The other person is typically going to assume that you’re not armed, especially if he or she isn’t. The vast majority of people you’ll encounter don’t think much about who might have a gun because they’re out of sight and out of mind. Acting on this assumption, they may be more willing to escalate things since the only consequence, in their view, is a fist fight. Or the other person could be carrying a gun as well…and be stupid enough to use it in anger.

Without getting into the whole ‘Stand You Ground’ debate, a concealed firearm is the absolute last resort. It’s what you use when there is no physical means of escape and the other person is clearly intent on harming you. Even though you might be in the right or you think that you can whup the other guy that’s pissing you off, if you’re carrying a gun you should always be looking for ways to avoid or diffuse a contentious situation.

It may be the last thing you want to do, but if you look beyond the moment and think of the consequences, you’ll see that that’s usually the best outcome for everybody. In those rare instances when you can’t walk away, just remember — shot placement is key.

A version of this article originally appeared at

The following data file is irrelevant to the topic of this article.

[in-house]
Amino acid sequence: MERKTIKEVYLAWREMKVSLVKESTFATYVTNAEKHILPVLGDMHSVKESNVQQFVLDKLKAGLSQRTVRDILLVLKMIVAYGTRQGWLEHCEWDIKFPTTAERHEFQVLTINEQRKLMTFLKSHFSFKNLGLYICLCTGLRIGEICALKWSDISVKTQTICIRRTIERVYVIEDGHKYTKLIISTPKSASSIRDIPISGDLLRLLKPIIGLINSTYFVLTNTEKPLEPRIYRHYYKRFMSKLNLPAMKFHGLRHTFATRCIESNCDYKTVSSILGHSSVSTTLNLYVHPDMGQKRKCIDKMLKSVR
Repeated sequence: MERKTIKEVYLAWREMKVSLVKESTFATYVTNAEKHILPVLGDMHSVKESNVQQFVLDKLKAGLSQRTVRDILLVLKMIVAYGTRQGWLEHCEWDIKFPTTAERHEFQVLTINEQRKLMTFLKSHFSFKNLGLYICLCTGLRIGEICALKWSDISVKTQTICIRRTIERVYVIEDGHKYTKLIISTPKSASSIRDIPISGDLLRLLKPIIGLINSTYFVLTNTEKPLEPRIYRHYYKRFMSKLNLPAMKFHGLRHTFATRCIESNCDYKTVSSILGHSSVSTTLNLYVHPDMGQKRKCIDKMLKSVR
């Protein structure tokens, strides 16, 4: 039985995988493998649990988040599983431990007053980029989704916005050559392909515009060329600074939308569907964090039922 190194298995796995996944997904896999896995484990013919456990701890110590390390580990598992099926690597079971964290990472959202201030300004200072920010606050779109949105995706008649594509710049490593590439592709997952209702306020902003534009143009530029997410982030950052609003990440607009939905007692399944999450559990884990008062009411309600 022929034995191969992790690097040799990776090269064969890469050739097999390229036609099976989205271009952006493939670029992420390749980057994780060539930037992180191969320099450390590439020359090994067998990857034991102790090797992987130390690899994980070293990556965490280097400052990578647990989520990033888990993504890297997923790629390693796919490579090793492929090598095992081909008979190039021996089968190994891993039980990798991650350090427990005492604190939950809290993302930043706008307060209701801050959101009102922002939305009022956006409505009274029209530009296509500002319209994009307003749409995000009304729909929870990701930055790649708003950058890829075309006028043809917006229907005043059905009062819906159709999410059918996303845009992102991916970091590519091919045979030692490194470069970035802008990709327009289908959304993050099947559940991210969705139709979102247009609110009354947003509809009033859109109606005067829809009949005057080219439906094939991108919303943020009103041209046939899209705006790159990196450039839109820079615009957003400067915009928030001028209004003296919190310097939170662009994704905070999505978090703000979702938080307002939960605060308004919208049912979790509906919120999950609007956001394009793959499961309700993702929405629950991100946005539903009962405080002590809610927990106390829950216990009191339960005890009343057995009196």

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  1. I know we’ve all heard it, “An armed society is a polite society.” The first time I heard it (long before I carried), I thought it was true, but also funny as hell. Several years on now, I still think it’s true, but I also think it’s deadly (no pun intended) serious.

    I’m as capable of being impatient and in a hurry as anyone else on occasion, but it doesn’t happen often in public. I regularly hear (from the person behind the counter, after having waited on an annoyingly slow customer in line in front of me) that I look like I don’t have a care in the world, and often they thank me (sincerely, not the default customer service “Thanks for waiting; how can I help?”) for being so patient. The fact that they notice and point it out shows how used to dealing with impatient assholes they are. I try to be the counterpoint to those folks.